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Gaming In Sweden Bigger Than Football and Hockey

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  • by girlintraining (1395911) on Wednesday November 26, 2008 @12:42PM (#25900663)

    Nice to see we have some friendly competition for the coveted "Most Hours Spent Sitting on Our Arse" award. *looks around* Hmm. Why are all these people looking at me like I just ran over their dog? And at least four of them have pitchforks.

    Well, I'm going for a walk!

    *backs away slowly*

    • by postbigbang (761081) on Wednesday November 26, 2008 @01:23PM (#25901079)

      Computer games are an indoor sport. That it would be popular in areas that get mightily cold in winter is no surprise.

  • by MaxwellEdison (1368785) on Wednesday November 26, 2008 @12:45PM (#25900713)

    ...bigger than football and hockey combined.

    It's easy to understand why. Have you ever tried kicking a football on skates?

  • by Drakkenmensch (1255800) on Wednesday November 26, 2008 @12:45PM (#25900721)
    Is the day far when nerds and geeks will rule the high schools, bullying and terrorizing the jocks and athletes?
    • by Tanktalus (794810) on Wednesday November 26, 2008 @12:51PM (#25900777) Journal

      Um, no.

      Jocks and athletes have power in secondary schools simply because their ego is fed by the swooning girls who are hardwired to look for guys who can protect them. In secondary school, girls think that big, strong guys provide the daddy-style protection that they covet. It's not until later (20 to 30) that most women figure out it's the nerds that will provide the economic protection that they really want. Of course, by that time, the nerds will have picked up zero in the socialisation department and not know what to do to pick up the chicks.

      • Re:Nerdcore uprising (Score:5, Interesting)

        by hey! (33014) on Wednesday November 26, 2008 @01:08PM (#25900947) Homepage Journal

        It's funny how so many people seem to have gone to school on a different planet than I did ...

        I guess maybe it's how you look at things. Eleanor Roosevelt once said, "No one can make you feel inferior without your permission." I'd put it differently: whether you are an insider and outsider is a matter of perspective. If you aspire to be something you aren't cut out to be, then you're an outsider.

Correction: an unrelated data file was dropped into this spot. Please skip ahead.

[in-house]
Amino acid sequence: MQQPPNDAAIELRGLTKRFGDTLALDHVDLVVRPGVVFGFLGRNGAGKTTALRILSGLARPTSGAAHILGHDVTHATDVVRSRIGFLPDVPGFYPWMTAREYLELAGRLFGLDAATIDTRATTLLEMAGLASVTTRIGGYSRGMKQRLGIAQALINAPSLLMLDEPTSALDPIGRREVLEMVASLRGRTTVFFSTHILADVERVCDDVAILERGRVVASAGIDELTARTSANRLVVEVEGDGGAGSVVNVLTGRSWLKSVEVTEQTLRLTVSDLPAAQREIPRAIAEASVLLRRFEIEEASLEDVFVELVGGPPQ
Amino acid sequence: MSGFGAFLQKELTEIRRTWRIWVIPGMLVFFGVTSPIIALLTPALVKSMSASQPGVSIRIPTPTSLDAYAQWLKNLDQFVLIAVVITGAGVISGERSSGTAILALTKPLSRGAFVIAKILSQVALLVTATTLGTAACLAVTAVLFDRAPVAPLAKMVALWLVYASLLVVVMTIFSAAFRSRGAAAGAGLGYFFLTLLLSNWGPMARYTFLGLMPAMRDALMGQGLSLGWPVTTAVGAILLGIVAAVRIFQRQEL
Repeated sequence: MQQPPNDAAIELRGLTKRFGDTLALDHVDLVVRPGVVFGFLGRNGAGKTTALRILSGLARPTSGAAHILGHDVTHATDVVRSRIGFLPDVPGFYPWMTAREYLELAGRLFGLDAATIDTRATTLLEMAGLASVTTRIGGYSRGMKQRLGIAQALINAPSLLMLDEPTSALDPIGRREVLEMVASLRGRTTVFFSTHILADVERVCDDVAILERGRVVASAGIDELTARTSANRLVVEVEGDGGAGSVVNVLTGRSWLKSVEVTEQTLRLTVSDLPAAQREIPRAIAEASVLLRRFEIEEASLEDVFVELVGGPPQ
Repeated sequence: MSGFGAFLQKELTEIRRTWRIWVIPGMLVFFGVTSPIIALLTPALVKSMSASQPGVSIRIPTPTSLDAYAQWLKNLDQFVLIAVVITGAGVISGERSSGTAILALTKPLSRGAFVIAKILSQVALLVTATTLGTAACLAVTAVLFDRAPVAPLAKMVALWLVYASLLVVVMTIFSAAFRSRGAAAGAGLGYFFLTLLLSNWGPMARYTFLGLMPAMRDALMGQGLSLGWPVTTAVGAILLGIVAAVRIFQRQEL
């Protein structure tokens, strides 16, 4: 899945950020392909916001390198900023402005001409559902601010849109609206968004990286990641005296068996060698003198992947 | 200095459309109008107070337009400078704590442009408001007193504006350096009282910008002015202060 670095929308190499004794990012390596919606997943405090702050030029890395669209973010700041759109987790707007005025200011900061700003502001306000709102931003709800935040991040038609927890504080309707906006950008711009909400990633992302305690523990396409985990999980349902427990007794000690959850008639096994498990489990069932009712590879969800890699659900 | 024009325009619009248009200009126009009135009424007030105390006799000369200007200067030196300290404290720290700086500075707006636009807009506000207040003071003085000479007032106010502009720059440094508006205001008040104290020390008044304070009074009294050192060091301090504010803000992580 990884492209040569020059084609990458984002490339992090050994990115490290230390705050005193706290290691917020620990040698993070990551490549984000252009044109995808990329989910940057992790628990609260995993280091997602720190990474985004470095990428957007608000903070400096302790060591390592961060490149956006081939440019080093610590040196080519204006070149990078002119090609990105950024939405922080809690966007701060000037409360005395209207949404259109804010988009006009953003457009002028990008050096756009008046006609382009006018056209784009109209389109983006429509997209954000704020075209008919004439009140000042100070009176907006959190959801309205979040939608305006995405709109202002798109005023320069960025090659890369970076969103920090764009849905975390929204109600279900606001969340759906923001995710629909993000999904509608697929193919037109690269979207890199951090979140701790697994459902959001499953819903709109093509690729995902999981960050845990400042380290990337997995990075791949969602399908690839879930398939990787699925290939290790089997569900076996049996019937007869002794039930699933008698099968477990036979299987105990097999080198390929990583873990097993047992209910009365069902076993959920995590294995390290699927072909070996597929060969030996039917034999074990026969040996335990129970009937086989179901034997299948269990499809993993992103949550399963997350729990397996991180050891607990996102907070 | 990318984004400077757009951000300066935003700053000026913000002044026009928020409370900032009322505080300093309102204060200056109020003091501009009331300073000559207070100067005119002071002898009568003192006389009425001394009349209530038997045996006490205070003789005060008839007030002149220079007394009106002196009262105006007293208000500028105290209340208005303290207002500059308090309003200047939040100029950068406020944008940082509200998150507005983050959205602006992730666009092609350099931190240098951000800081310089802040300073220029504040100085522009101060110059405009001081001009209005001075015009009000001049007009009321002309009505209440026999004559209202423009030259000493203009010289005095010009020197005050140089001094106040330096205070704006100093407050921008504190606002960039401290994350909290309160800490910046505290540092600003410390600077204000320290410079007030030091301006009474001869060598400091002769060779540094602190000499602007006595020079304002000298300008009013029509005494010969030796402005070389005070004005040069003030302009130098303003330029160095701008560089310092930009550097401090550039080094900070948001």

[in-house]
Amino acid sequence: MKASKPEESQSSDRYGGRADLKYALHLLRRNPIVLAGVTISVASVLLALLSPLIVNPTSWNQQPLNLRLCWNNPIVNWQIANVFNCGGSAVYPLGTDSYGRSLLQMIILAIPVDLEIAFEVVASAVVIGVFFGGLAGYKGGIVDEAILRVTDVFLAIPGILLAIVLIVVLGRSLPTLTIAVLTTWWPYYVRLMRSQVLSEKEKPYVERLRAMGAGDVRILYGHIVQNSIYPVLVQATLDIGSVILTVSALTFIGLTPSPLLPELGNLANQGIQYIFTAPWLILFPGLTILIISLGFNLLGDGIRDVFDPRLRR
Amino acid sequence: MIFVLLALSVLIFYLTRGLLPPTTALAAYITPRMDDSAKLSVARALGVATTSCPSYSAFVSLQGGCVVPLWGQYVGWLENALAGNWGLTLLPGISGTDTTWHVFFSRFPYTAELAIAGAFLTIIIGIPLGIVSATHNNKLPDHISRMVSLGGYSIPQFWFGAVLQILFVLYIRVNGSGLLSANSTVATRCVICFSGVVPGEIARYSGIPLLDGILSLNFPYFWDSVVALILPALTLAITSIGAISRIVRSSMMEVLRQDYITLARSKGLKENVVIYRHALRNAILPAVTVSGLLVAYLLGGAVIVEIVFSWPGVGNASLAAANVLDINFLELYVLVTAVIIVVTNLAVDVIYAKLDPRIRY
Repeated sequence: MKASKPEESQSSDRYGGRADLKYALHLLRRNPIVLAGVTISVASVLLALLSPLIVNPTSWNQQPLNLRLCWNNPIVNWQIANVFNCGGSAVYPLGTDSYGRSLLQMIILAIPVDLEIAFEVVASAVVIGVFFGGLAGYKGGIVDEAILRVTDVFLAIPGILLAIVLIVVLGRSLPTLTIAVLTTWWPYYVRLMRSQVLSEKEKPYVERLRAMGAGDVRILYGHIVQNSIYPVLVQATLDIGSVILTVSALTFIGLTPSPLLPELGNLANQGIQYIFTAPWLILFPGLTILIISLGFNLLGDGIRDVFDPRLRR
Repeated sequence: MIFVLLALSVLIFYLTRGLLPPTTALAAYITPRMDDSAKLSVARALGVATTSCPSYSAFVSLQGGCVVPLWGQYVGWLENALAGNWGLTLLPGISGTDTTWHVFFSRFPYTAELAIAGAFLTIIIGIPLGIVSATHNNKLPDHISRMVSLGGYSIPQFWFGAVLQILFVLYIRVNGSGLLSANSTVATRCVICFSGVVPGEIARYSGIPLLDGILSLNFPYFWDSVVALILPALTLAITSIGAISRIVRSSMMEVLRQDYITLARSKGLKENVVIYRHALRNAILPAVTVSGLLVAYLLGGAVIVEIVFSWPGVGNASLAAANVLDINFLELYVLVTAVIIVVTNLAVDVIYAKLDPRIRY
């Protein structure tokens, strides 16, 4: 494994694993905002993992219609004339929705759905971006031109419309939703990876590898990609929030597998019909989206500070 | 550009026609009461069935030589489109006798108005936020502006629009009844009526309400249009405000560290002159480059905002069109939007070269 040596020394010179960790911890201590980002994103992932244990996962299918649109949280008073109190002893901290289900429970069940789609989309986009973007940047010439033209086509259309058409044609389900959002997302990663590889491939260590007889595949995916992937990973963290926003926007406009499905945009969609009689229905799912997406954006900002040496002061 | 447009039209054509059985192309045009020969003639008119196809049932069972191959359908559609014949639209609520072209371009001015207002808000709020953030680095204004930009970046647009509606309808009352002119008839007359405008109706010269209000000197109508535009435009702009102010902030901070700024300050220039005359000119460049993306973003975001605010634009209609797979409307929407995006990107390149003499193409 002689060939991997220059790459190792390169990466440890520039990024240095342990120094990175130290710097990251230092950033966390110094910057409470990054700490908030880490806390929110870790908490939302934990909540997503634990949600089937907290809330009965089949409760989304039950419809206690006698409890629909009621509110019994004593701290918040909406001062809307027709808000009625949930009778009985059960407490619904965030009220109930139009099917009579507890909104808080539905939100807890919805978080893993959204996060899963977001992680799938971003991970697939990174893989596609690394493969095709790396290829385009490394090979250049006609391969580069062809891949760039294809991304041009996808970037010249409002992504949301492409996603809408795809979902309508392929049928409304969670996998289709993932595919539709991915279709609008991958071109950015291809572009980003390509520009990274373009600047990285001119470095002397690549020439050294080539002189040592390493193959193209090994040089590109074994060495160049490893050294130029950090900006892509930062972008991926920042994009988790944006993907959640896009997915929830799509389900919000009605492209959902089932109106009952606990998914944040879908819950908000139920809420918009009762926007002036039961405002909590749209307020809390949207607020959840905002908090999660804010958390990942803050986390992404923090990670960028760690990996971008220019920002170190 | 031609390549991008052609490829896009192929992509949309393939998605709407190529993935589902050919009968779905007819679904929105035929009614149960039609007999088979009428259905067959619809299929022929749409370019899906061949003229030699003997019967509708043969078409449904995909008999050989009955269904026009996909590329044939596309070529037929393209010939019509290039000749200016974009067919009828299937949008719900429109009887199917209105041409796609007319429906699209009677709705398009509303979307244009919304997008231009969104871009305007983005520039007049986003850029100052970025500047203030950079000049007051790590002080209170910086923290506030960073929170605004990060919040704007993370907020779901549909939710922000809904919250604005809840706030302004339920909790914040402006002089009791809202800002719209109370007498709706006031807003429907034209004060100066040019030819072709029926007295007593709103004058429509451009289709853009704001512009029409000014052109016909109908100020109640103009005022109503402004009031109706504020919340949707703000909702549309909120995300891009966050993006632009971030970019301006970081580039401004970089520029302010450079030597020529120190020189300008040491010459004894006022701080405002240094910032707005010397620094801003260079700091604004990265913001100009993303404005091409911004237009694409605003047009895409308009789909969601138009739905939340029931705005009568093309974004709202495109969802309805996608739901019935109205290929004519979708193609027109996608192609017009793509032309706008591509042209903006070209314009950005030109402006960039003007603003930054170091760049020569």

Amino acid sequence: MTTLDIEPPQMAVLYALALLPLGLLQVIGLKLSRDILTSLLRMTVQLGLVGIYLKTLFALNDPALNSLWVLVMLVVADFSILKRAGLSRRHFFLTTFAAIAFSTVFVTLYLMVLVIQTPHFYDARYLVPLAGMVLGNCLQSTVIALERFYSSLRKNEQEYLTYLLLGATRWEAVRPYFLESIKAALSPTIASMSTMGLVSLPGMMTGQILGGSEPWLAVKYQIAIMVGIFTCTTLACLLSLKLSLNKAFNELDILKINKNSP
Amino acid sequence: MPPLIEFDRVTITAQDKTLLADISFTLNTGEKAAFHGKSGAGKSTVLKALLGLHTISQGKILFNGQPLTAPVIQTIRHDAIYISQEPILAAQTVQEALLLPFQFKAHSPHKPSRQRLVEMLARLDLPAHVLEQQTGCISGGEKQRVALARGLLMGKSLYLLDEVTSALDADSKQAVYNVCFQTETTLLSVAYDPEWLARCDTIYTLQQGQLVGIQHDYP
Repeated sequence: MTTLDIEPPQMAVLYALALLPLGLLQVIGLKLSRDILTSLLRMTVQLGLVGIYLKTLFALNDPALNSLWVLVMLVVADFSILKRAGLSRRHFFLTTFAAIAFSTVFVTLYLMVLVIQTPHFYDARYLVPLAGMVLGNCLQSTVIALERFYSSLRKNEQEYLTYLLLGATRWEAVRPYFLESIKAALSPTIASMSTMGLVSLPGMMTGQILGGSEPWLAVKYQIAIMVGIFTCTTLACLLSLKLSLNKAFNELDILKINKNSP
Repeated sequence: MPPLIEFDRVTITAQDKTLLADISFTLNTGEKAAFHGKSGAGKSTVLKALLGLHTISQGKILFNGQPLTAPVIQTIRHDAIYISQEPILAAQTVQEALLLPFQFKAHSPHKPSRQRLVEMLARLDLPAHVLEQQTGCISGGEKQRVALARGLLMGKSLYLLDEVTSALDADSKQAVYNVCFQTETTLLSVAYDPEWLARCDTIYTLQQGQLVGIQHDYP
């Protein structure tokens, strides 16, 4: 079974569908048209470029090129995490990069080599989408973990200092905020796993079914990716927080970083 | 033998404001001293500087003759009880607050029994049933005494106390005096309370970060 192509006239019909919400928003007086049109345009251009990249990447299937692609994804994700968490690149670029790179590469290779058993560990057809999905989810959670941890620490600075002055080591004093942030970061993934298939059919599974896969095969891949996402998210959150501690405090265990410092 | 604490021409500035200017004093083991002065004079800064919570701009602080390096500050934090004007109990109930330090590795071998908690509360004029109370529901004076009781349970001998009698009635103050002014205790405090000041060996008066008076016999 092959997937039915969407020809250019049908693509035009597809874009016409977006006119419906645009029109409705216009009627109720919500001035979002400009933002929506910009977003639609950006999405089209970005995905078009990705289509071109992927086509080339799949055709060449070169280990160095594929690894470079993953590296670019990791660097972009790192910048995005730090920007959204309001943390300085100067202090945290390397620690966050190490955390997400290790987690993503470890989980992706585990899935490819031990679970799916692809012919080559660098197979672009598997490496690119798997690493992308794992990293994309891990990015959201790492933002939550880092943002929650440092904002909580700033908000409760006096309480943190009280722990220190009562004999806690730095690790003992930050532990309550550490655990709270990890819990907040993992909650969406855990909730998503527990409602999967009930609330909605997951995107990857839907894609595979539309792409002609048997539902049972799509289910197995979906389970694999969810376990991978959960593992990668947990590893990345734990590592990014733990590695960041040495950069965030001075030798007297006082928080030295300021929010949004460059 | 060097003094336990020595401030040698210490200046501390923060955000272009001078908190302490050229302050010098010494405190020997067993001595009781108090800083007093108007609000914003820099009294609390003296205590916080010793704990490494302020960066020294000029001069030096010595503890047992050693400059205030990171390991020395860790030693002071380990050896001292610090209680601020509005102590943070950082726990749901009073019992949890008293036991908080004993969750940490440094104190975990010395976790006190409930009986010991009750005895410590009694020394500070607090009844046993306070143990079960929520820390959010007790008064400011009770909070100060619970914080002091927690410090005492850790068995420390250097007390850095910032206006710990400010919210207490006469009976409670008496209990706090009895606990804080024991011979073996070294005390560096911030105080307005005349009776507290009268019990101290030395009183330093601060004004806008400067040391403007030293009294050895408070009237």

• Re:Nerdcore uprising (Score:5, Interesting)

          by theaveng (1243528) on Wednesday November 26, 2008 @01:34PM (#25901189)

          Sorry but I'm fairly certain I didn't imagine getting my glasses stolen (hidden in the teachers' desk). Or sand dumped on my head. Or my gymbag thrown into the girls' locker room.

          This isn't just a matter of "attitude" but repeated hazing. If American teachers were doing a proper job, they wouldn't turn a blind eye to this stuff, but instead intercede and punish the instigators. But because the instigators are usually "cool" jocks, they don't do a thing.

          • by Ogive17 (691899)
            Stories like this make me wonder if I ended up going to one of the most progressive high schools in the nation... Nothing special about my school, 1500-1600 students in a town around 22k people in Ohio... I was in some geeky clubs (math, chess, french) but also lettered in soccer and baseball. Not once was I ever picked on or made fun of for my hobbies or academic success. I also never heard about anyone getting picked on because they were geeks or nerds. Of course, looking back, it seems that a good p
            • by bitrex (859228)

              The public school system I went to consisted of a huge number of students who had been groomed for success from an early age. They excelled in math, science, and the humanities - 98% of the graduating class went on to college, many to Ivy League universities, some to MIT, some to Stanford.

              A great number of them were also merciless sadists who took great delight in tormenting me and anyone else who was not a member of this huge clique. When they weren't passing tests in computer science with flying colors,

            • I'm sure a difference between your story and his is the "lettered in soccer and baseball" part, as you noticed.

              Personally, I never noticed any "Teen Movie" like hazing.
          • Sounds like my high school days. I got slammed into lockers, book bag kicked out of my hand and books notes and papers scattered down a flight of steps. Ongoing daily verbal abuse, interspersed with the odd burst of violence. Teachers and administrators did essentially nothing and when they did finally talk to one of the jerks that were beating on me, he just beat me twice as hard the next time.

            I wasn't actively trying to be different, I wasn't working at conforming either. Some people are offended and ang
      • Re: (Score:3, Insightful)

        by Prien715 (251944)

        In my experience, there's different types of girls, just like there are guys. If you want cheerleaders, then yes, you probably want to be a jock. But there's more girls in music, dance, political groups, and theater than there ever were in cheerleading (at least in both my HS and college) and they tend to look for different qualities: ability to intelligently carry on a conversation not related to D&D, emotional support, and well, being interesting.

        It's unfortunate that so many nerds tend to take the

        • You can kind of be into tech while also being interesting - posting my digital photos on deviantArt was how I met my first gf (though I wish I hadn't - turns out she was a sucky girlfriend, and not in a good way)

        • by bitrex (859228) on Wednesday November 26, 2008 @01:55PM (#25901373)

          they tend to look for different qualities: ability to intelligently carry on a conversation not related to D&D, emotional support, and well, being interesting.